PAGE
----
PIEDMONT -- Unlike food and pharmaceuticals, which are regulated by the Food and Drug Administration, there is no similar oversight of the thousands of chemicals sold in the United States.
"There are 87,000 chemicals registered for use in the U.S., but we have very little information on them," said Dr. Tracey Woodruff. "Only about 200 have been tested for safety."
Woodruff, a Piedmont resident and Beach Elementary School parent, spoke to a crowd of about 50 people at the school auditorium recently about "Chemicals in Everyday Products." Woodruff is the director of UCSF's Program on Reproductive Health and the Environment and is a national expert on environmental chemicals and their effect on early childhood development.
"This is a very important topic," said Barbara Peters of the Piedmont League of Women Voters, which co-sponsored the event. "I think we are all interested in using products that are safe for our families."
Woodruff began her talk with an example of how regulating or banning chemicals can have an impact on wildlife.
"In the '60s and '70s, there were virtually no bald eagles in the U.S. due to the effect of DDT," Woodruff said. She said the pesticide affected the birds' reproductive cycle by causing their eggs to be so thin that the shells would crack.
"DDT was banned in the U.S. in 1972, and now we see bald eagles flying in the hills," Woodruff said.
She said that although air and water pollution have gone down dramatically in the past 20 years because of environmental regulations, the unregulated use of chemicals in everyday products is polluting people and causing widespread health problems, especially in children.
"We are seeing a challenge in the population, especially among children," Woodruff said. "Studies have linked chemicals with everything from childhood cancer to autism and ADD (Attention Deficit Disorder). Kids are less healthy today than they were 20 or 30 years ago."
In addition, she said, studies have shown that puberty occurs about two years earlier in girls and boys than it did 10 years ago.
"It's essentially shortening childhood," Woodruff said. "It can't be explained by genetics."
She said that researchers have a lot more data on the impact of chemicals on the human body than they did 20 years ago because now doctors have tools to look inside the body and measure and monitor toxin levels.
Woodruff said many adverse effects from chemicals begin in utero.
"A 2011 study monitored 43 toxic chemicals in pregnant women in the U.S.," Woodruff said. "The study found DDT; phthalates (found in plastics) which are known to interrupt testosterone; PFC, which is found in Teflon and nonstick cookware and is linked to the birth of smaller babies; pesticides that have been linked to childhood leukemia; and bisphenol-A (BPA), which has been linked to a wide variety of health outcomes including breast cancer, obesity and diabetes."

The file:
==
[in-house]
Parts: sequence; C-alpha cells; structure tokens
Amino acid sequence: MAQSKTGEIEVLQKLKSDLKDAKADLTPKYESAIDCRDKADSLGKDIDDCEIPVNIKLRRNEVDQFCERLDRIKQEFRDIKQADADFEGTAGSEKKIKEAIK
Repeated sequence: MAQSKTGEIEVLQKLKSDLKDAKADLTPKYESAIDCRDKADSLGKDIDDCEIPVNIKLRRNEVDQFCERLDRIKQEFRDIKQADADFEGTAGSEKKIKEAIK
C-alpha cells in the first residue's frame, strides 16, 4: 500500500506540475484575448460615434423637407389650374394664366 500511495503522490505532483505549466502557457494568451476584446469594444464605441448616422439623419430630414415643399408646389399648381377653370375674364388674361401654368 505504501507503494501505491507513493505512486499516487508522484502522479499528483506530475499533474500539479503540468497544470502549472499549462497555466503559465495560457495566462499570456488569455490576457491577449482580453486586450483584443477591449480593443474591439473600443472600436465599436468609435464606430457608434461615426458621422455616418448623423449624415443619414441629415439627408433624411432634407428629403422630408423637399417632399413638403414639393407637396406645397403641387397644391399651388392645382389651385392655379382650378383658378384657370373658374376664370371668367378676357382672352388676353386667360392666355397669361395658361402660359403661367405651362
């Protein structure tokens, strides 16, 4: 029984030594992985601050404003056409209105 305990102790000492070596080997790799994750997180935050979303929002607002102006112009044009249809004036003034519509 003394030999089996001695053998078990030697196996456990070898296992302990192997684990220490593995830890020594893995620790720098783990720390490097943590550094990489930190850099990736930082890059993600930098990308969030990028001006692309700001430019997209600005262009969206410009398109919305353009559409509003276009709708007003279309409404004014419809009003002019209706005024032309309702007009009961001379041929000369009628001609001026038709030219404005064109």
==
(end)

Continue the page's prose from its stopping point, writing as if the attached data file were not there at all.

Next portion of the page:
She said the effects of these toxins in utero may not show up until childhood or adulthood.
"Many conditions in adults such as cancer and cardiovascular disease arise from things that happen in utero," Woodruff said.
There are things we can do on a personal and governmental level to counter the ill effects of chemicals in our lives, according to Woodruff.
"Shop organic," she said. "For example, one study tested the urine of participants on an organic, then a regular, diet. Results showed a big drop in levels of pesticide while on the organic diet."
She said don't microwave food in plastic, because essentially the plastic melts into the food; use less plastic for storage; and don't spray bugs as bug sprays are linked to leukemia in children.
"Sometimes personal choices are not enough," said Woodruff, who said her own levels of BPA are fairly high, even though she does everything right on a personal level. "Some things are beyond our control."
She said the FDA, the American Chemical Society and other groups agree that laws around chemicals need to be updated and that constituents need to lobby their representatives for change.
"Drugs are tested to make sure they work and are safe," Woodruff said. "Chemicals do not have to be tested for safety or efficacy."
She said U.S. Sen. Frank Lautenberg, D-N.J., who died Monday, had recently introduced the "Safe Chemicals Act of 2013." It reads, in part:
"The Safe Chemicals Act of 2013 would ... give the Environmental Protection Agency the tools it needs to collect health and safety information, screen chemicals for safety, and require risk management when chemicals cannot be proven safe."
Following Woodruff's presentation, she took questions from the audience. One person wanted to know the regulations in the European Union.
"The EU controls chemicals on a 'no data, no market' basis," Woodruff said, meaning companies must submit data on their chemicals to sell them on the European market. "That effort has been going on for several years."
Another questioned what to do if you find high levels of chemicals in a child. Woodruff said there is a doctor on staff at UCSF who can answer questions and make recommendations.
"Should I throw out my couch (because it contains toxic flame retardant)?" was another question.
Woodruff said flame retardant in furniture and clothing resulted from a push by the tobacco industry in the 1970s. She said people would fall asleep on their couch with lit cigarettes.
"The tobacco industry's solution was to add more flame retardant."
In closing, Woodruff encouraged the audience to visit UCSF's website at http://prhe.ucsf.edu/prhe for more information and links to related topics -- everything from chemicals in cosmetics to related legislation.